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Salt on Concrete

With more cold weather on its way, here’s the low-down on protecting your concrete!

Climates here in the midwest are particularly hard on concrete, due primarily to our frequent freeze-thaw cycles. The best way to prevent lasting effects of this on your outdoor spaces is to maintain regular upkeep by sealing your driveways and patios.


Concrete sealer acts as an outer layer shield that prevents water from finding its way into the concrete and causing spalling once it freezes. Since this problem is in direct relation to the amount of moisture seeping into your concrete,  we recommend a solvent-based, acrylic sealer — and highly discourage the use of water-based sealers outdoors. This acrylic sealer will penetrate the naturally porous concrete, and should be applied in thin coats to avoid trapping in any moisture that finds it way in during the process.


Solvent-based, acrylic sealers can be purchased at many construction supply stores in the metro. Distributors will be able to aid you in finding the best product for your particular project, as well as demonstrate for you how to accomplish your goals. Here at KansasCityConcrete, we have found that it’s best to always start with a clean workspace. Power-washing your patio, removing any furniture or decorations, and ridding it of all natural debris is a must before a sealing project. Once you’ve washed the area, be sure to allow full surface drying, if not even long enough for superficial drying to have occurred throughout the slab. Next, we like to start small. As with any sort of painting project, it is easier to add more than it ever is to take away. Using a paint roller & pan, lightly coat your surface with the sealer until all areas are just moistened. Once this application has dried fully, you’ll be able to visibly see where else your efforts can be focused to ensure an even overall coat. Please refer to manufacturer instructions for detailed application recommendations.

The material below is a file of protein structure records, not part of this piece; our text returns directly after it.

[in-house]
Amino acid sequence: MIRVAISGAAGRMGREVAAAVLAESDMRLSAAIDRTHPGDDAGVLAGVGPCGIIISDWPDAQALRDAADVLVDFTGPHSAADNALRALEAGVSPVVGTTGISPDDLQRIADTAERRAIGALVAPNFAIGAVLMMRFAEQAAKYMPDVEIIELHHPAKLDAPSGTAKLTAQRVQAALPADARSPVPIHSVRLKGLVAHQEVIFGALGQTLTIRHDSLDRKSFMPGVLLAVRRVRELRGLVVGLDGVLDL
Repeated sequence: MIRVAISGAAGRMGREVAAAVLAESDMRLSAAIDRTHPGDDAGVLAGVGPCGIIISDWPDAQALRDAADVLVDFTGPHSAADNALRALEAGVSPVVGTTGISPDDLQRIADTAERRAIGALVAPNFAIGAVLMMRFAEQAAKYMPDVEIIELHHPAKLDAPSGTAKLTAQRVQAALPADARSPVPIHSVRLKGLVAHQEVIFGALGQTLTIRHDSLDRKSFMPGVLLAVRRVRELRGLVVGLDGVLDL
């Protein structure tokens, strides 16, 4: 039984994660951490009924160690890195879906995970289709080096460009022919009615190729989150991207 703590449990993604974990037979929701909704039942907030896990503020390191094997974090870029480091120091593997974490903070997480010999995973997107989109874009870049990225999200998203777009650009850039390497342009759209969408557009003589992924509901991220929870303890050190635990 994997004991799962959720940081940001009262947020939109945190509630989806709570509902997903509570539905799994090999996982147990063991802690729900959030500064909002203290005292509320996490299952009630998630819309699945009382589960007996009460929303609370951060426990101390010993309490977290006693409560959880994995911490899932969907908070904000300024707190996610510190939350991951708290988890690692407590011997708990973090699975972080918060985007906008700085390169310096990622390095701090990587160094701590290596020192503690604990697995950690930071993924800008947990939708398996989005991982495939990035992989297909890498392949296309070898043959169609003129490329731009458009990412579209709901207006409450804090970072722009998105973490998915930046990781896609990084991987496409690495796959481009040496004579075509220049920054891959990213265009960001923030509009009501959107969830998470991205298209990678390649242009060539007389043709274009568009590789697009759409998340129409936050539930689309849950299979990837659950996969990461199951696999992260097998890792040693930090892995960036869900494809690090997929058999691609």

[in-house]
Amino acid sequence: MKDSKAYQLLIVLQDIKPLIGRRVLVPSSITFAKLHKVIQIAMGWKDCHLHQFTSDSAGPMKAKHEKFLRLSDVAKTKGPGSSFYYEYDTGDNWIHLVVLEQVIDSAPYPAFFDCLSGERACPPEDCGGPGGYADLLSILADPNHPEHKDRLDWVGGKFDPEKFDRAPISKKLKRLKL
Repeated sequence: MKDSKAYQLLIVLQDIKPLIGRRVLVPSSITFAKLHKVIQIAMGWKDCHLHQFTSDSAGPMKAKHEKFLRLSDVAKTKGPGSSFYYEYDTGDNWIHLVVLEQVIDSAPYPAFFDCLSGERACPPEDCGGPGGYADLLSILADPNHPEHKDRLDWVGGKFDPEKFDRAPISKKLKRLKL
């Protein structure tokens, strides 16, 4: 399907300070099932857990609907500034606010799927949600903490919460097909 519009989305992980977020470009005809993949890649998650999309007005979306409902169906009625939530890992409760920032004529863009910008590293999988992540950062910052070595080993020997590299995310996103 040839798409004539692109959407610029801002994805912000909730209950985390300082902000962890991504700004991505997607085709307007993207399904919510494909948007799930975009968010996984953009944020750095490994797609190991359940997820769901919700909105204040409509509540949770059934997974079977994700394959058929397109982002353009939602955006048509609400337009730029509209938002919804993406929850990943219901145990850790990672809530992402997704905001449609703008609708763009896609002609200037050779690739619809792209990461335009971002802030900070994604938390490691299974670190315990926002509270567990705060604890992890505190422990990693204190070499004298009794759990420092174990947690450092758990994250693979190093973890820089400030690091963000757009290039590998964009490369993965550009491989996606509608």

Another big contributor to the degradation of your slab is salt-based deicers. As the ice melts, the water takes the salt with it down into the concrete. This can compromise the structural steel rebar inside, and leads to surface imperfections. Our recommendation is to make sure your sealer is up to date, and use sand for added traction during icy weather. A non-slip additive can be added to the sealer if it’s in a high-traffic area and you’re concerned about slip resistance. The link below provides specific instructions for various concrete finishes.

-Team KansasCityConcrete

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